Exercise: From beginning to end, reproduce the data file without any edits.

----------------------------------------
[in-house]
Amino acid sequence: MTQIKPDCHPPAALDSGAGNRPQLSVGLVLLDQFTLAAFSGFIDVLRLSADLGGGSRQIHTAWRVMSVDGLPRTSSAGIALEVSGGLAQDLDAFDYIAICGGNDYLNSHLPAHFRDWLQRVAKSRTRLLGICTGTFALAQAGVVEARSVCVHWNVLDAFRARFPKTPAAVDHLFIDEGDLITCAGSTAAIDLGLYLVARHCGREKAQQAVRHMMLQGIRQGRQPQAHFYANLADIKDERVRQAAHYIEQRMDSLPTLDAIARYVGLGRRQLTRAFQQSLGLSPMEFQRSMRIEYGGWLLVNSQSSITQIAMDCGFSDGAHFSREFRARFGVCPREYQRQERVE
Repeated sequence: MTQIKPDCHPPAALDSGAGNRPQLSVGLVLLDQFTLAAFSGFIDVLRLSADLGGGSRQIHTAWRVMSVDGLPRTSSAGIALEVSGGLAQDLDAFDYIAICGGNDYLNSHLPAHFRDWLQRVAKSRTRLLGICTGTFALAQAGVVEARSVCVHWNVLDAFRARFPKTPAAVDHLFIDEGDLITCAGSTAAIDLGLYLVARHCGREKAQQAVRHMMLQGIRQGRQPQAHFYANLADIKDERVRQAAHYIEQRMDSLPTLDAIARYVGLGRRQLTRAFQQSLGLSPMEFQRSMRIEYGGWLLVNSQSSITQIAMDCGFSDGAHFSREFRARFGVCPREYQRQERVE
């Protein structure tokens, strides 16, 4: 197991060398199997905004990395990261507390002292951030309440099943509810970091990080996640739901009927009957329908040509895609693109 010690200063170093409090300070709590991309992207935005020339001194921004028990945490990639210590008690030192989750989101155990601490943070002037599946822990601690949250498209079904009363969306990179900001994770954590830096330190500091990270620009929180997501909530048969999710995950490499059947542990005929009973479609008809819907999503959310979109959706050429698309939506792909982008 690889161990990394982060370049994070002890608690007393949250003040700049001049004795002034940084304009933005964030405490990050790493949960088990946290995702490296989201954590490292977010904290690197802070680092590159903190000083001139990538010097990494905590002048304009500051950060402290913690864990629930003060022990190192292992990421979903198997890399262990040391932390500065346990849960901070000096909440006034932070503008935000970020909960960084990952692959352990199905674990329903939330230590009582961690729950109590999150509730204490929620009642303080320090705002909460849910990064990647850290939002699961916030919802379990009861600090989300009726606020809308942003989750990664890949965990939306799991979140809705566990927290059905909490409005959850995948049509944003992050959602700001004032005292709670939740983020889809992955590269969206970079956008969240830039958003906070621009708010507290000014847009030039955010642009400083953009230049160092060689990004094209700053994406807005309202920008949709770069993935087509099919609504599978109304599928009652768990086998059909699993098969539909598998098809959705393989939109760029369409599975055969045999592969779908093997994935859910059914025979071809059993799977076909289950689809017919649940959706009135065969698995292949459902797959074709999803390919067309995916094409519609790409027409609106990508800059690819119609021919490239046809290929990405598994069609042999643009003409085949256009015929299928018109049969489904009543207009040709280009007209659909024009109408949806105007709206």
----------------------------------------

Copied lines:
[in-house]
Amino acid sequence: MTQIKPDCHPPAALDSGAGNRPQLSVGLVLLDQFTLAAFSGFIDVLRLSADLGGGSRQIHTAWRVMSVDGLPRTSSAGIALEVSGGLAQDLDAFDYIAICGGNDYLNSHLPAHFRDWLQRVAKSRTRLLGICTGTFALAQAGVVEARSVCVHWNVLDAFRARFPKTPAAVDHLFIDEGDLITCAGSTAAIDLGLYLVARHCGREKAQQAVRHMMLQGIRQGRQPQAHFYANLADIKDERVRQAAHYIEQRMDSLPTLDAIARYVGLGRRQLTRAFQQSLGLSPMEFQRSMRIEYGGWLLVNSQSSITQIAMDCGFSDGAHFSREFRARFGVCPREYQRQERVE
Repeated sequence: MTQIKPDCHPPAALDSGAGNRPQLSVGLVLLDQFTLAAFSGFIDVLRLSADLGGGSRQIHTAWRVMSVDGLPRTSSAGIALEVSGGLAQDLDAFDYIAICGGNDYLNSHLPAHFRDWLQRVAKSRTRLLGICTGTFALAQAGVVEARSVCVHWNVLDAFRARFPKTPAAVDHLFIDEGDLITCAGSTAAIDLGLYLVARHCGREKAQQAVRHMMLQGIRQGRQPQAHFYANLADIKDERVRQAAHYIEQRMDSLPTLDAIARYVGLGRRQLTRAFQQSLGLSPMEFQRSMRIEYGGWLLVNSQSSITQIAMDCGFSDGAHFSREFRARFGVCPREYQRQERVE
């Protein structure tokens, strides 16, 4: 197991060398199997905004990395990261507390002292951030309440099943509810970091990080996640739901009927009957329908040509895609693109 010690200063170093409090300070709590991309992207935005020339001194921004028990945490990639210590008690030192989750989101155990601490943070002037599946822990601690949250498209079904009363969306990179900001994770954590830096330190500091990270620009929180997501909530048969999710995950490499059947542990005929009973479609008809819907999503959310979109959706050429698309939506792909982008 690889161990990394982060370049994070002890608690007393949250003040700049001049004795002034940084304009933005964030405490990050790493949960088990946290995702490296989201954590490292977010904290690197802070680092590159903190000083001139990538010097990494905590002048304009500051950060402290913690864990629930003060022990190192292992990421979903198997890399262990040391932390500065346990849960901070000096909440006034932070503008935000970020909960960084990952692959352990199905674990329903939330230590009582961690729950109590999150509730204490929620009642303080320090705002909460849910990064990647850290939002699961916030919802379990009861600090989300009726606020809308942003989750990664890949965990939306799991979140809705566990927290059905909490409005959850995948049509944003992050959602700001004032005292709670939740983020889809992955590269969206970079956008969240830039958003906070621009708010507290000014847009030039955010642009400083953009230049160092060689990004094209700053994406807005309202920008949709770069993935087509099919609504599978109304599928009652768990086998059909699993098969539909598998098809959705393989939109760029369409599975055969045999592969779908093997994935859910059914025979071809059993799977076909289950689809017919649940959706009135065969698995292949459902797959074709999803390919067309995916094409519609790409027409609106990508800059690819119609021919490239046809290929990405598994069609042999643009003409085949256009015929299928018109049969489904009543207009040709280009007209659909024009109408949806105007709206």